The Wonderful Birch
get up, old man! We are bidden to the royal banquet.'
So the old man got up. Then the witch gave him the child, saying:
`Take you the little one; I will give the other girl work to do, else she will weary at home alone.'
She did as usual. This time it was a dish of milk she poured upon the ashes, saying:
`If you do not get all the milk into the dish again before I come home, you will suffer for it.'
How frightened the girl was this time! She ran to the birch tree, and by its magic power her task was accomplished; and then she rode away to the palace as before. When she got to the courtyard she found the Prince waiting for her. He led her into the hall, where she was highly honoured; but the witch's daughter sucked the bones under the table, and crouching at the people's feet she got an eye knocked out, poor thing! Now no one knew any more than before about the good man's daughter, no one knew whence she came; but the Prince had had the threshold smeared with tar, and as she fled her gold slippers stuck to it. She reached the birch tree, and laying aside her finery, she said:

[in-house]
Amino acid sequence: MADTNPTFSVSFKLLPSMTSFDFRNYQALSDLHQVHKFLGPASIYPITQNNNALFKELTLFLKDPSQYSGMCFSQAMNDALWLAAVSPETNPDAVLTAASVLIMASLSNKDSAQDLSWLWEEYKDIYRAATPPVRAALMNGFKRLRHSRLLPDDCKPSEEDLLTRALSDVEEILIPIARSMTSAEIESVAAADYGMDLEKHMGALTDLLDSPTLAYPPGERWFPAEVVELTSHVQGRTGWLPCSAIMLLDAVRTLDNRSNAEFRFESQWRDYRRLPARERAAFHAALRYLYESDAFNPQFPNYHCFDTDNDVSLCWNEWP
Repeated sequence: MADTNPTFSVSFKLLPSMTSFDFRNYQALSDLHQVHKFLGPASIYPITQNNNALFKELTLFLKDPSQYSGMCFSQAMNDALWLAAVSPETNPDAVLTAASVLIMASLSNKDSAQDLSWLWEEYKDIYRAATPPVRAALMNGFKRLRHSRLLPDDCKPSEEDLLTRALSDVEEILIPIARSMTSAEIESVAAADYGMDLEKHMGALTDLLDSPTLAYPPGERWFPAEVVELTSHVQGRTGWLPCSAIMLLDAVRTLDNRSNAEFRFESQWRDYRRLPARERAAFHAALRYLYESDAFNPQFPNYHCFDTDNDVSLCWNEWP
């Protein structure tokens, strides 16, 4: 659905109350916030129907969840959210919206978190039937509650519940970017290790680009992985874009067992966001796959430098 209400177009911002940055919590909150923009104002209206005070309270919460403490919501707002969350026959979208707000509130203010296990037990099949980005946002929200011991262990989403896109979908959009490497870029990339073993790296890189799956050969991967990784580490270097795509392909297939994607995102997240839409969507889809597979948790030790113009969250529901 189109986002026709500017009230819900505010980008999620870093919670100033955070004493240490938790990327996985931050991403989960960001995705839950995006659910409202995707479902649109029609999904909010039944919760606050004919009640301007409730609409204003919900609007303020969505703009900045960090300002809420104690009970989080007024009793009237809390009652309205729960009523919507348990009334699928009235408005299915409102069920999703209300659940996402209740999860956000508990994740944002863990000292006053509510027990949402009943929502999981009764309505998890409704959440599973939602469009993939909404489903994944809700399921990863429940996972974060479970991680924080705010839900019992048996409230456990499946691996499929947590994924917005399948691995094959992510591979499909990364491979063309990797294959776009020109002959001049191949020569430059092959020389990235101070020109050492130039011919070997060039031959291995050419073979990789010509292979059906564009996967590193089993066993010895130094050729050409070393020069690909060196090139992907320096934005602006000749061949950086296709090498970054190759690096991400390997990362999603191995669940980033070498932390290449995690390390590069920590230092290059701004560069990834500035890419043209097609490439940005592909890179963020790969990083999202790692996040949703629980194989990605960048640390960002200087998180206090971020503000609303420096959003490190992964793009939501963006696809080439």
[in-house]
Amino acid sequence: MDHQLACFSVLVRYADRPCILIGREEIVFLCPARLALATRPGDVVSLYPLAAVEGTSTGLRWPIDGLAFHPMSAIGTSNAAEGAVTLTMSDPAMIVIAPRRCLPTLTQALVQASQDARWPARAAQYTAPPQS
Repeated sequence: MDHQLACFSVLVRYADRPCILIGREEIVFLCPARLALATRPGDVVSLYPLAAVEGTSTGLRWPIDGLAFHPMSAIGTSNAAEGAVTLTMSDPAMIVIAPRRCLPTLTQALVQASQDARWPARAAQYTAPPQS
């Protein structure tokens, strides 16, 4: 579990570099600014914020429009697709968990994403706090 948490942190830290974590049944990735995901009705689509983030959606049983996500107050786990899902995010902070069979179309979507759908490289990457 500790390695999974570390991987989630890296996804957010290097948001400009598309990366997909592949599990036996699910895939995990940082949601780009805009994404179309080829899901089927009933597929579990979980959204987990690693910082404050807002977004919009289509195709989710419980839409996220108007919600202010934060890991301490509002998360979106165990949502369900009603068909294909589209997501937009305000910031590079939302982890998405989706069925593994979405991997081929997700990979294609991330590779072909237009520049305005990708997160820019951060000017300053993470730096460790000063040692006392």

`Alas I dear little mother, I have lost my gold slippers!'
`Let them be,' was her mother's reply; `if you need them I shall give you finer ones.'
Scarcely was she in her usual place behind the stove when her father came home with the witch. Immediately the witch began to mock her, saying:
`Ah! you poor thing, there is nothing for you to see here, and WE--ah: what great things we have seen at the palace! My little girl was carried about again, but had the ill-luck to fall and get her eye knocked out. You stupid thing, you, what do you know about anything?'
`Yes, indeed, what can I know?' replied the girl; `I had enough to do to get the hearth clean.'
Now the Prince had kept all the things the girl had lost, and he soon set about finding the owner of them. For this purpose a great banquet was given on the fourth day, and all the people were invited to the palace. The witch got ready to go too.